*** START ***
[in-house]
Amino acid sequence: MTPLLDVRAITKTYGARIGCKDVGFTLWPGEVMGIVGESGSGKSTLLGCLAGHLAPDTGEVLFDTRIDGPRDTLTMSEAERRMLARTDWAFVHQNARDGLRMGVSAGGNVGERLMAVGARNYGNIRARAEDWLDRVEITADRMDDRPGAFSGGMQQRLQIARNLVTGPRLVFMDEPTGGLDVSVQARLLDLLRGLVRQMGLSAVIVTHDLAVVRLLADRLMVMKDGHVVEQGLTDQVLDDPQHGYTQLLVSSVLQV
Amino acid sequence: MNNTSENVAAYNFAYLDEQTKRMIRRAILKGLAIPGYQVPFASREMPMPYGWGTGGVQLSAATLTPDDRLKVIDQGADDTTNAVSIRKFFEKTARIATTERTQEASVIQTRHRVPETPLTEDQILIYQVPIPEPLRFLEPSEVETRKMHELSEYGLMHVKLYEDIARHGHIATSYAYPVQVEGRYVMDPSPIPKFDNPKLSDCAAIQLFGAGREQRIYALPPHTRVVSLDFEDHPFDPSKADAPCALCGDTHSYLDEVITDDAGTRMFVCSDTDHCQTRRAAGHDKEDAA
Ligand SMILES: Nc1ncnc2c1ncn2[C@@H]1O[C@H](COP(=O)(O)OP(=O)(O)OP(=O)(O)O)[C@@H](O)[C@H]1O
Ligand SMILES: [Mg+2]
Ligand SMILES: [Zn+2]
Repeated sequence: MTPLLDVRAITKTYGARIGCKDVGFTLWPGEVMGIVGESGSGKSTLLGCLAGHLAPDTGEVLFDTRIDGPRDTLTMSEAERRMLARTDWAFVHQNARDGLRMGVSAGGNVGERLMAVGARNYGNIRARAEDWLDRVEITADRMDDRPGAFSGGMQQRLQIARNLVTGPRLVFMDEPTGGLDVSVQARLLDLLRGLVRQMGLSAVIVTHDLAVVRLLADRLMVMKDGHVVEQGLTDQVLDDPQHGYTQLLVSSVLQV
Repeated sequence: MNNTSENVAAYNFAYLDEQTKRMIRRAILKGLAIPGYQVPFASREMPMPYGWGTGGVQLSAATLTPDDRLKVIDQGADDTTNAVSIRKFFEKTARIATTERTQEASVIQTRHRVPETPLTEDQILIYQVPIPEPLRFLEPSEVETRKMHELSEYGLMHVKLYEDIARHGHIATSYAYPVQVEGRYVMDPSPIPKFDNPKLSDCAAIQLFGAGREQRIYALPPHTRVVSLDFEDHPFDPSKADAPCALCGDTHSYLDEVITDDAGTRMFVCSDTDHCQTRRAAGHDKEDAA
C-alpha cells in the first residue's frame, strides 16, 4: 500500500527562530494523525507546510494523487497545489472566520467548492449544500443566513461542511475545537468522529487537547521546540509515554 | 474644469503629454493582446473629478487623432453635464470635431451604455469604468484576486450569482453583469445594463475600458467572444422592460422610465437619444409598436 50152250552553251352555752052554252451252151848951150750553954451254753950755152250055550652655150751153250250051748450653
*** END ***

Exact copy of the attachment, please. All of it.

[in-house]
Amino acid sequence: MTPLLDVRAITKTYGARIGCKDVGFTLWPGEVMGIVGESGSGKSTLLGCLAGHLAPDTGEVLFDTRIDGPRDTLTMSEAERRMLARTDWAFVHQNARDGLRMGVSAGGNVGERLMAVGARNYGNIRARAEDWLDRVEITADRMDDRPGAFSGGMQQRLQIARNLVTGPRLVFMDEPTGGLDVSVQARLLDLLRGLVRQMGLSAVIVTHDLAVVRLLADRLMVMKDGHVVEQGLTDQVLDDPQHGYTQLLVSSVLQV
Amino acid sequence: MNNTSENVAAYNFAYLDEQTKRMIRRAILKGLAIPGYQVPFASREMPMPYGWGTGGVQLSAATLTPDDRLKVIDQGADDTTNAVSIRKFFEKTARIATTERTQEASVIQTRHRVPETPLTEDQILIYQVPIPEPLRFLEPSEVETRKMHELSEYGLMHVKLYEDIARHGHIATSYAYPVQVEGRYVMDPSPIPKFDNPKLSDCAAIQLFGAGREQRIYALPPHTRVVSLDFEDHPFDPSKADAPCALCGDTHSYLDEVITDDAGTRMFVCSDTDHCQTRRAAGHDKEDAA
Ligand SMILES: Nc1ncnc2c1ncn2[C@@H]1O[C@H](COP(=O)(O)OP(=O)(O)OP(=O)(O)O)[C@@H](O)[C@H]1O
Ligand SMILES: [Mg+2]
Ligand SMILES: [Zn+2]
Repeated sequence: MTPLLDVRAITKTYGARIGCKDVGFTLWPGEVMGIVGESGSGKSTLLGCLAGHLAPDTGEVLFDTRIDGPRDTLTMSEAERRMLARTDWAFVHQNARDGLRMGVSAGGNVGERLMAVGARNYGNIRARAEDWLDRVEITADRMDDRPGAFSGGMQQRLQIARNLVTGPRLVFMDEPTGGLDVSVQARLLDLLRGLVRQMGLSAVIVTHDLAVVRLLADRLMVMKDGHVVEQGLTDQVLDDPQHGYTQLLVSSVLQV
Repeated sequence: MNNTSENVAAYNFAYLDEQTKRMIRRAILKGLAIPGYQVPFASREMPMPYGWGTGGVQLSAATLTPDDRLKVIDQGADDTTNAVSIRKFFEKTARIATTERTQEASVIQTRHRVPETPLTEDQILIYQVPIPEPLRFLEPSEVETRKMHELSEYGLMHVKLYEDIARHGHIATSYAYPVQVEGRYVMDPSPIPKFDNPKLSDCAAIQLFGAGREQRIYALPPHTRVVSLDFEDHPFDPSKADAPCALCGDTHSYLDEVITDDAGTRMFVCSDTDHCQTRRAAGHDKEDAA
C-alpha cells in the first residue's frame, strides 16, 4: 500500500527562530494523525507546510494523487497545489472566520467548492449544500443566513461542511475545537468522529487537547521546540509515554 | 474644469503629454493582446473629478487623432453635464470635431451604455469604468484576486450569482453583469445594463475600458467572444422592460422610465437619444409598436 50152250552553251352555752052554252451252151848951150750553954451254753950755152250055550652655150751153250250051748450653